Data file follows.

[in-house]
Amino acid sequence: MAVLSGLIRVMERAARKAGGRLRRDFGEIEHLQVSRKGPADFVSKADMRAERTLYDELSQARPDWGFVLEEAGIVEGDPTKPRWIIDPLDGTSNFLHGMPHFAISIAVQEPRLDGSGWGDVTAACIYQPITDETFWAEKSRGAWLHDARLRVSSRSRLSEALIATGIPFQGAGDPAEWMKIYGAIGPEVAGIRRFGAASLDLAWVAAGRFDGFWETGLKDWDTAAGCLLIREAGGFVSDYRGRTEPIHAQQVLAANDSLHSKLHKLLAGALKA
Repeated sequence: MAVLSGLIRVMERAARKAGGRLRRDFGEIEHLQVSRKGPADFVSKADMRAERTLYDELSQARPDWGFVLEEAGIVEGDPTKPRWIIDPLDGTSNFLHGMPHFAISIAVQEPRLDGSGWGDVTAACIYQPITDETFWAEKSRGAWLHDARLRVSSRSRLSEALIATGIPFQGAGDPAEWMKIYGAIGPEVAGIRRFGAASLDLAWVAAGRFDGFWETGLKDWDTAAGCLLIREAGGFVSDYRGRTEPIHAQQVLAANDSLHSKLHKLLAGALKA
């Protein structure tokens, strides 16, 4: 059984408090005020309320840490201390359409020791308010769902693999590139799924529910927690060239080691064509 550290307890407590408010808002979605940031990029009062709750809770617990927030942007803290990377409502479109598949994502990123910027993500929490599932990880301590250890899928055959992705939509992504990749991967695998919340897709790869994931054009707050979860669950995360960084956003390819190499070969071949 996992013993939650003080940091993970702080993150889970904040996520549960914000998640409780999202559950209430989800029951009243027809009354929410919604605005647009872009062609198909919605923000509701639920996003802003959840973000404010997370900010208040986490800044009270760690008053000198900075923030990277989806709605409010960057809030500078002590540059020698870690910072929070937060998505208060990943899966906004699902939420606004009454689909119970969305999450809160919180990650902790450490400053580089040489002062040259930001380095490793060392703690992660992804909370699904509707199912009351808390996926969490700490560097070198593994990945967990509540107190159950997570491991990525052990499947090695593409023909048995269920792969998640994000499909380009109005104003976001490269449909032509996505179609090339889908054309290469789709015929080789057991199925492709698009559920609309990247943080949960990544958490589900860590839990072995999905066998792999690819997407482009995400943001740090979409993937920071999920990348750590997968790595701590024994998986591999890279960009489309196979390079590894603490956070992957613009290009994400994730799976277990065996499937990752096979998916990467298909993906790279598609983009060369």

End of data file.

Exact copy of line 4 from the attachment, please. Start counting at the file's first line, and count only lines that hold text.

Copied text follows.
């Protein structure tokens, strides 16, 4: 059984408090005020309320840490201390359409020791308010769902693999590139799924529910927690060239080691064509 550290307890407590408010808002979605940031990029009062709750809770617990927030942007803290990377409502479109598949994502990123910027993500929490599932990880301590250890899928055959992705939509992504990749991967695998919340897709790869994931054009707050979860669950995360960084956003390819190499070969071949 996992013993939650003080940091993970702080993150889970904040996520549960914000998640409780999202559950209430989800029951009243027809009354929410919604605005647009872009062609198909919605923000509701639920996003802003959840973000404010997370900010208040986490800044009270760690008053000198900075923030990277989806709605409010960057809030500078002590540059020698870690910072929070937060998505208060990943899966906004699902939420606004009454689909119970969305999450809160919180990650902790450490400053580089040489002062040259930001380095490793060392703690992660992804909370699904509707199912009351808390996926969490700490560097070198593994990945967990509540107190159950997570491991990525052990499947090695593409023909048995269920792969998640994000499909380009109005104003976001490269449909032509996505179609090339889908054309290469789709015929080789057991199925492709698009559920609309990247943080949960990544958490589900860590839990072995999905066998792999690819997407482009995400943001740090979409993937920071999920990348750590997968790595701590024994998986591999890279960009489309196979390079590894603490956070992957613009290009994400994730799976277990065996499937990752096979998916990467298909993906790279598609983009060369």